Women. This is the theme of this edition of Weekly Science Picks. Yesterday, in case you missed it, was International Women’s Day. And it is important to note the achievements of women in careers such as teaching, neuroscience and engineering because women are still in a tightly contested race with the male counterpart. But who doesn’t enjoy a little competition?
The articles selected this week touch on another issue that is being hotly debated in the U.S. as of late – the question of if women can have it all. Many of you have perhaps heard that Sheryl Sandberg, COO of Facebook, has started down a path of empowering women with her new book released this week, “Lean In: Women, Work, and the Will to Lead”, accompanied by the creation of Lean In Circles, a social networking group to help women express issues of dealing with work and family. I’m not going to get into a debate about this right now, except to encourage some discussion of this topic among our readers, female or male, and think how it applies to life in the sciences.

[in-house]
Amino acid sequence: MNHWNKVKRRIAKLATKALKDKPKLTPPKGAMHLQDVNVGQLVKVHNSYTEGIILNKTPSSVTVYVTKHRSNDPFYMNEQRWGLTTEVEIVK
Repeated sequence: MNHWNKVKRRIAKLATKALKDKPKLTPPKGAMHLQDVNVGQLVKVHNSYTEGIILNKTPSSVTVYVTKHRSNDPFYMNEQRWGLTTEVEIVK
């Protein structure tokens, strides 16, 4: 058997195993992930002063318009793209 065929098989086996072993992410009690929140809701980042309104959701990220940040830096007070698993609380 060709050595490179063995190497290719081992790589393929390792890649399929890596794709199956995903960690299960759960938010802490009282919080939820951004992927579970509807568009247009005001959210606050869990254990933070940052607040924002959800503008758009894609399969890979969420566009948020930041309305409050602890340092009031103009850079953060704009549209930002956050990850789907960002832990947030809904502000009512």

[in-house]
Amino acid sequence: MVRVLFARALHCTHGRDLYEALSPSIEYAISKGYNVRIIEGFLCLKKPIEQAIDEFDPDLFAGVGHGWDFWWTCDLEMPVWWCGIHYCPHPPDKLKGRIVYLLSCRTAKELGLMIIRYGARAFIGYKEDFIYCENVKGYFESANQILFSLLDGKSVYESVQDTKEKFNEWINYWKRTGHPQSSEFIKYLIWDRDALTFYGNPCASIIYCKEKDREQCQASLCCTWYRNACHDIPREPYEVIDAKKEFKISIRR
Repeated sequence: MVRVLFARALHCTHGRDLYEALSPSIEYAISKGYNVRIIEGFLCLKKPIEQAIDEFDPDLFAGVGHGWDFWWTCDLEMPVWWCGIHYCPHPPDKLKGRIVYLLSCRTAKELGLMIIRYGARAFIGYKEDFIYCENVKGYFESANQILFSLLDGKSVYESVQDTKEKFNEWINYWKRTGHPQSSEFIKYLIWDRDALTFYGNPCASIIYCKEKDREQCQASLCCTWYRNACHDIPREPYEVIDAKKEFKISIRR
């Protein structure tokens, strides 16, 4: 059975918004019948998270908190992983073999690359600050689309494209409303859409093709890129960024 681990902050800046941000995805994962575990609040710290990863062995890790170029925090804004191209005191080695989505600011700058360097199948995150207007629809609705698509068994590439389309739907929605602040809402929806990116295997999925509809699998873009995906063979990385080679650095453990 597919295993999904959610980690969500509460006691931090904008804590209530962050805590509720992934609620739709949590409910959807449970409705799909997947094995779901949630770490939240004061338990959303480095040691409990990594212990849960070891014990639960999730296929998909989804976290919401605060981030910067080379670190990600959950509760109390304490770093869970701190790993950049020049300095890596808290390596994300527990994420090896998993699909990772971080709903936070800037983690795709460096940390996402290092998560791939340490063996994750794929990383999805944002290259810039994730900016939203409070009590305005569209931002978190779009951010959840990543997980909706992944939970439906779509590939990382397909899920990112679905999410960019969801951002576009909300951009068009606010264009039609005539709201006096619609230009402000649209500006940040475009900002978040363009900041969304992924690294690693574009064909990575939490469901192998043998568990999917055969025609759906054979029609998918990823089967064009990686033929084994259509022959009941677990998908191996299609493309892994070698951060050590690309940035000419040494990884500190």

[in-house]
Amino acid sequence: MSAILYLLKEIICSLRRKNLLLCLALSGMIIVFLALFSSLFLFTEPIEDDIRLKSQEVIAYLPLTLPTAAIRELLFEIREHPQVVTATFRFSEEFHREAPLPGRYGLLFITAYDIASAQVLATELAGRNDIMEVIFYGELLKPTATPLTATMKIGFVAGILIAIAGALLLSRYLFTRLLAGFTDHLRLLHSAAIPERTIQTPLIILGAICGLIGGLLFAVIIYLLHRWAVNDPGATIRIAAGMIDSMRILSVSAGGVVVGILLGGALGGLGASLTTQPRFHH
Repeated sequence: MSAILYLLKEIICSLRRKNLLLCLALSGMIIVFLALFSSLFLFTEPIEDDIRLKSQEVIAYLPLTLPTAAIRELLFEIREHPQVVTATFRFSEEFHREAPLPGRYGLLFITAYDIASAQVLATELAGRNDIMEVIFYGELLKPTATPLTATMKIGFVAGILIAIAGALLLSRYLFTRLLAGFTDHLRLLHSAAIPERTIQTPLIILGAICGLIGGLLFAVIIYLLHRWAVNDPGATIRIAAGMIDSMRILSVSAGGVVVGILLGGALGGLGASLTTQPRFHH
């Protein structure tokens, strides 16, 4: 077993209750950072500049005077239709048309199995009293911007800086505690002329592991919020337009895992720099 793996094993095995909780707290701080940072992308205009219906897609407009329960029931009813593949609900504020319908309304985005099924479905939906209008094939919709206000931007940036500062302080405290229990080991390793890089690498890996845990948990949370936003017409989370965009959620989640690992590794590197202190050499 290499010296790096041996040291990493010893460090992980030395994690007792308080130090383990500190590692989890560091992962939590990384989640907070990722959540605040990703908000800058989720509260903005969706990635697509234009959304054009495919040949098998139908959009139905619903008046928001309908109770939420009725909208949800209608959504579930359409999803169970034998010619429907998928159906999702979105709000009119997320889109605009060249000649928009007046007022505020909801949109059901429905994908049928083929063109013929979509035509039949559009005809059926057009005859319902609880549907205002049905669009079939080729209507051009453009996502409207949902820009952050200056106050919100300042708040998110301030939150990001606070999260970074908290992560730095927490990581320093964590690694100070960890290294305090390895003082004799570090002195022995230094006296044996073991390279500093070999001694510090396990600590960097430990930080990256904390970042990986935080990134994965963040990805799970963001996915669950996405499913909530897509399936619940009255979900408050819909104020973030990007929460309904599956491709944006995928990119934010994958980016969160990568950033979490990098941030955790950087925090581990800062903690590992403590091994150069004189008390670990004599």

This first pick deals with exactly this topic. It is a selection of women in science from around the globe, tackling incredible and exciting challenges in the lab, and outside of it with families.
From the frontline: 30 something science, What’s being female got to do with anything, ask the scientists who are starting labs and having kids by Heidi Ledford, Anna Petherick, Alison Abbott & Linda Nordling
“I never thought that my life had to be limited to anything, and I want to set that example for my daughter.